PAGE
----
Archive for June 2010
On June 8, Californians will vote on a couple of exceptional propositions that are the first attempts in decades by corporations to use the ballot initiative process to change the law in their favor.
California’s ballot initiative system was implemented during the Progressive era to enable citizens to amend the state constitution without going through the legislature (though the legislature can also put initiatives on the ballot). The idea was to provide citizens with a method of protecting themselves from well-funded special interests lobbying the legislature by giving them their own direct avenue to lawmaking.
It’s ironic, therefore, that the system should become a means by which well-funded special interests circumvent the legislature—because they know that a well-informed professional lawmaker would never buy what’s now being propagated in an ad campaign paid for by the state’s largest private utility, PG&E.
Prop 16, the “Taxpayers’ Right to Vote Act,” would require a 2/3 majority in a voter referendum to create or expand any municipally-owned utility, which in most of the state would mean competing with Pacific Gas & Electric or shutting it out of a potential market. PG&E is the measure’s sole sponsor, and has spent $44 million pressing for passage. (The company told shareholders to expect a short-term decline in share price as a result of the expenditure, originally budgeted at $35 million.)
Nearly every city, town, county, consumer group, environmental group, and newspaper in the state opposes the measure, along with AARP, the League of Women Voters and even another large private utility, San Diego’s Metropolitan Water District.
“This is a for-profit corporation trying to kill off its not-for-profit rivals,” said San Francisco Supervisor Ross Mirkarimi told the SF Chronicle. “Prop. 16 is a colossal fraud perpetrated on the people of California.”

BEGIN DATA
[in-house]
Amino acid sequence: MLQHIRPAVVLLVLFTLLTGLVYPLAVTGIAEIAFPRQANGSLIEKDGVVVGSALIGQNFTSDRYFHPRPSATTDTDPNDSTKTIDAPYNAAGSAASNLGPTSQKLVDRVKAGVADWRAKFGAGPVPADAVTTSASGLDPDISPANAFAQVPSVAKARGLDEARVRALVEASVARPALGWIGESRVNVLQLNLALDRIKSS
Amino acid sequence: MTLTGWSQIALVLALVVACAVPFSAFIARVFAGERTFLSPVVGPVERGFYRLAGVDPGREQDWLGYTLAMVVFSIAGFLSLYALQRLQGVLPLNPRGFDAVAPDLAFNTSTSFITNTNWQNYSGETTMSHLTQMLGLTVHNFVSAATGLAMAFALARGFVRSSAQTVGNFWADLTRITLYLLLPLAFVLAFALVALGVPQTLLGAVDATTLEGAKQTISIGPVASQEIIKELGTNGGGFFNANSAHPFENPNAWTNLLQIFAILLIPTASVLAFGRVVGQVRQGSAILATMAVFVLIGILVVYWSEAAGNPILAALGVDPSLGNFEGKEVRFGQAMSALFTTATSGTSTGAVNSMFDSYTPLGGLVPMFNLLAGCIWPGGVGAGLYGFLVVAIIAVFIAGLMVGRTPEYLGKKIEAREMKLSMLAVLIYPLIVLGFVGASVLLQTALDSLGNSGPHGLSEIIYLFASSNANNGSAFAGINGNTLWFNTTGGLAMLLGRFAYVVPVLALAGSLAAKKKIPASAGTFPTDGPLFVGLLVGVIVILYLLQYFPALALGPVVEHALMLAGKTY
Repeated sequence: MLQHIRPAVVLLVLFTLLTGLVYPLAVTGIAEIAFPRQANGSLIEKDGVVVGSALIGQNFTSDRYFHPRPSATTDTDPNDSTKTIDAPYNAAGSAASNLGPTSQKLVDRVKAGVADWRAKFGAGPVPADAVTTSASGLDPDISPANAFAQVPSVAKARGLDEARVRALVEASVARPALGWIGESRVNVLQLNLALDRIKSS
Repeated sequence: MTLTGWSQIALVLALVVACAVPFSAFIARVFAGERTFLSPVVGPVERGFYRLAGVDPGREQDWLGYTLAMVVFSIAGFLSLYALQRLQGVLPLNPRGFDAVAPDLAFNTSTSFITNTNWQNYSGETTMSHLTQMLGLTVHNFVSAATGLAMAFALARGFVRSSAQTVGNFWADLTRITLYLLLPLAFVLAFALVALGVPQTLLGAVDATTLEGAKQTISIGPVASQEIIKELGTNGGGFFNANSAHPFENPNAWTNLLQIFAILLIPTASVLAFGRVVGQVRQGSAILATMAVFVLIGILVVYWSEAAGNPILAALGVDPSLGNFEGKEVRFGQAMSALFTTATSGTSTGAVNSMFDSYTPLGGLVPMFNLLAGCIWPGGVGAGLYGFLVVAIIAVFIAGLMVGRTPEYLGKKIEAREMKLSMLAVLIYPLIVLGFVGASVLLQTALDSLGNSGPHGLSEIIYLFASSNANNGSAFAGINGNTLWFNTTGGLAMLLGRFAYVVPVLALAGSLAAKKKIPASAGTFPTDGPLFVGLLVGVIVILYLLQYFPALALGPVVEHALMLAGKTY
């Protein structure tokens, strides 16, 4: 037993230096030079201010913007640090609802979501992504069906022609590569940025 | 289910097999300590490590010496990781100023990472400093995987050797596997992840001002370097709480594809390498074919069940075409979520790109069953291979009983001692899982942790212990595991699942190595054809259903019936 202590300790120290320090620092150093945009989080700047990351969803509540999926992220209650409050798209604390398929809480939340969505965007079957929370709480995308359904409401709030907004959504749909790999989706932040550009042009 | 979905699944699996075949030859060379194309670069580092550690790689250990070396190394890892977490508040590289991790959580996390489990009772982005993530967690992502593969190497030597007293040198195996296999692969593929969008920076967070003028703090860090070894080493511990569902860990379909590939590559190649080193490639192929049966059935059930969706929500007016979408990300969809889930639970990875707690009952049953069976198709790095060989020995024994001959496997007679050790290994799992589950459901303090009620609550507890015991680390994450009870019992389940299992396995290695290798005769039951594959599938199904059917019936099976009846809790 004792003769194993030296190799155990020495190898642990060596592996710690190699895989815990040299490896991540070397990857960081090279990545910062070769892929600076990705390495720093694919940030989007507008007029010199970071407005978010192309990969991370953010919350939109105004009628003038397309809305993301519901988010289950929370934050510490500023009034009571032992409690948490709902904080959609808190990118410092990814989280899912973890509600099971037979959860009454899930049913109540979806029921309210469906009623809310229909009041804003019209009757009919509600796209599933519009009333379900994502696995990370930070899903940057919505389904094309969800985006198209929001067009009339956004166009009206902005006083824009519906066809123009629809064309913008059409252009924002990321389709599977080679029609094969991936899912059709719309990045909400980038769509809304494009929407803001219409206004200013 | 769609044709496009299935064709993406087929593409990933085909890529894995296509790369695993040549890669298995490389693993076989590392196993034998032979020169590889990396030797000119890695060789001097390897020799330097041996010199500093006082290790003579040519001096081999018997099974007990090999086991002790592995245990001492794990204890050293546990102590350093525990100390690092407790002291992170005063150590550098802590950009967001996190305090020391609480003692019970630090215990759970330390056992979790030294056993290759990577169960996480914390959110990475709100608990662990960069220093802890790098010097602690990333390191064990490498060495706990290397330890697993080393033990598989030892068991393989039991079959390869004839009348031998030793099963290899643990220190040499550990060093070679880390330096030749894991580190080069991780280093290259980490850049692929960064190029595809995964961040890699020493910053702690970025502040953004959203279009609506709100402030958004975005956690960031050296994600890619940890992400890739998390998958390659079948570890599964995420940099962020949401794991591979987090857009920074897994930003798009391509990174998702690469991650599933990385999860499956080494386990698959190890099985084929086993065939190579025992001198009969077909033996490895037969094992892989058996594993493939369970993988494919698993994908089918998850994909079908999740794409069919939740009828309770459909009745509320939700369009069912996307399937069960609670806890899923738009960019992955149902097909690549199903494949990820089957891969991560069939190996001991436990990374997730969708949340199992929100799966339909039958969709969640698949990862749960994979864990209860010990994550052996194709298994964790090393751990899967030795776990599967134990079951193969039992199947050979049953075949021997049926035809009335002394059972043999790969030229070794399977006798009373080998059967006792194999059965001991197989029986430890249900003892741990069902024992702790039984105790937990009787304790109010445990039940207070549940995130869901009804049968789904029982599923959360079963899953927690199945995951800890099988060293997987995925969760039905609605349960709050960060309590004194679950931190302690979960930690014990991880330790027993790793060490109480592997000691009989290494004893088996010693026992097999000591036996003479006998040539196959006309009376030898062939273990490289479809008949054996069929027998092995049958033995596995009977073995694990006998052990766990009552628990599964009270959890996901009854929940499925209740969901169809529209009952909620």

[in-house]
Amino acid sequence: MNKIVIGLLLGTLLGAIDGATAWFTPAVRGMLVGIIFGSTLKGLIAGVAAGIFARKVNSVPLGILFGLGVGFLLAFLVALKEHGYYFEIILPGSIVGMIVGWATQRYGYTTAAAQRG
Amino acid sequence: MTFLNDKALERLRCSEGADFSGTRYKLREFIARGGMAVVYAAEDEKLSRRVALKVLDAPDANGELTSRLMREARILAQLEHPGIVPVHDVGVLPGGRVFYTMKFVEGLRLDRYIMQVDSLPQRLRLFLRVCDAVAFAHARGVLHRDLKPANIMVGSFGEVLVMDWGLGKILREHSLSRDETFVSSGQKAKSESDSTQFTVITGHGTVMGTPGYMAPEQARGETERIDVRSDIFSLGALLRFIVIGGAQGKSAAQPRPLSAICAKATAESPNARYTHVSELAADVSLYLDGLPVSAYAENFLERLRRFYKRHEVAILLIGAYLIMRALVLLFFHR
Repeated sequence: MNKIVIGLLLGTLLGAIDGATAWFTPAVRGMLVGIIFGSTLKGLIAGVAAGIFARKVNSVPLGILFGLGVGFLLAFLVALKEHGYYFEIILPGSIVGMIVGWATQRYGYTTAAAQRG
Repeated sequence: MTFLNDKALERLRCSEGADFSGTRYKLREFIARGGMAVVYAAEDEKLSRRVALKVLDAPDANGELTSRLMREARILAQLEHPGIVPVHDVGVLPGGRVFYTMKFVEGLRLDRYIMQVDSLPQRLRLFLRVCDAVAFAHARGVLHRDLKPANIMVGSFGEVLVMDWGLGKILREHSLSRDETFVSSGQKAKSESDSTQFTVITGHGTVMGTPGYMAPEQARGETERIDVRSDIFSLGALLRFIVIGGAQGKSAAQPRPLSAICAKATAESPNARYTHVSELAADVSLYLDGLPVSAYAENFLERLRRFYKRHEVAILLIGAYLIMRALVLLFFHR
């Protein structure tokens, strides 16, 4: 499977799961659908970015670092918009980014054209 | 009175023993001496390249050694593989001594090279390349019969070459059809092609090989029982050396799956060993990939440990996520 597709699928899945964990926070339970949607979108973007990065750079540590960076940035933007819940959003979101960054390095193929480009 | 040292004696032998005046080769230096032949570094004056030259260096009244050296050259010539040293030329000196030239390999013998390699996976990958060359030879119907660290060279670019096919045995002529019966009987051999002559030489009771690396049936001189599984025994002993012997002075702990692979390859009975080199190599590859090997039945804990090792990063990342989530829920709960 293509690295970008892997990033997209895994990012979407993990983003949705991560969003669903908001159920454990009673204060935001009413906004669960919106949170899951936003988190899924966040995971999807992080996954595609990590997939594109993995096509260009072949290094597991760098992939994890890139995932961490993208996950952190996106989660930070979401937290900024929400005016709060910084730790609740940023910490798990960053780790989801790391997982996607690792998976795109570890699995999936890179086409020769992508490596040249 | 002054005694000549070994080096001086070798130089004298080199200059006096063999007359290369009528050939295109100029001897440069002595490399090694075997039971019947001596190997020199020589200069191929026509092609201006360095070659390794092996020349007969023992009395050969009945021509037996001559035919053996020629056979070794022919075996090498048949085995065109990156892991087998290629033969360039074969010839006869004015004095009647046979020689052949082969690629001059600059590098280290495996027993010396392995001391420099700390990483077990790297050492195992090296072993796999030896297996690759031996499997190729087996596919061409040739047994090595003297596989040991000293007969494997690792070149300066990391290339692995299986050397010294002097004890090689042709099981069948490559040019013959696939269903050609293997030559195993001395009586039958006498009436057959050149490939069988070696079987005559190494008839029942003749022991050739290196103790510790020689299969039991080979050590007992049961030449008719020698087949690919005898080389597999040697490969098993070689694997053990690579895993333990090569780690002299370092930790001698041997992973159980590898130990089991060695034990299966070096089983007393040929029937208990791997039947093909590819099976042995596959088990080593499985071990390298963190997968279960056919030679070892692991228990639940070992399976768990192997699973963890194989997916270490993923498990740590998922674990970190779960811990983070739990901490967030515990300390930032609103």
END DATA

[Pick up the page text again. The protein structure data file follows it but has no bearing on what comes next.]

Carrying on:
PG&E wants to hike rates because it spent a lot of money on dirty-energy infrastructure just before California passed its Renewable Portfolio Standard, requiring the state to get 20% of its energy from fossil-fuel-free sources by the end of this year. Success of Prop 17 would put the kibbosh on efforts to quash the rate hike.
The company’s ad dollars have shouted down proposals to create public utilities in the past—and those only needed a bare majority to pass. Experts say the 2/3 requirement, which is a major factor in the annual disaster in California known as the state budget, would effectively doom any future proposal—and with it efforts to accelerate the transition to green energy.
Prop. 17 got on the June 8 ballot through a $3.5 million signature-gathering campaign by Mercury Insurance Co. The company has been accused of illegally discriminating against some applicants, but Prop. 17 would make such behavior OK, and roll back other consumer protections. California’s Insurance Commissioner (yes, since 1991 California has had a statewide elected official with this title), a Republican, has written of Mercury’s “lengthy history of serious misconduct [and] contempt toward and/or abuse of its customers.”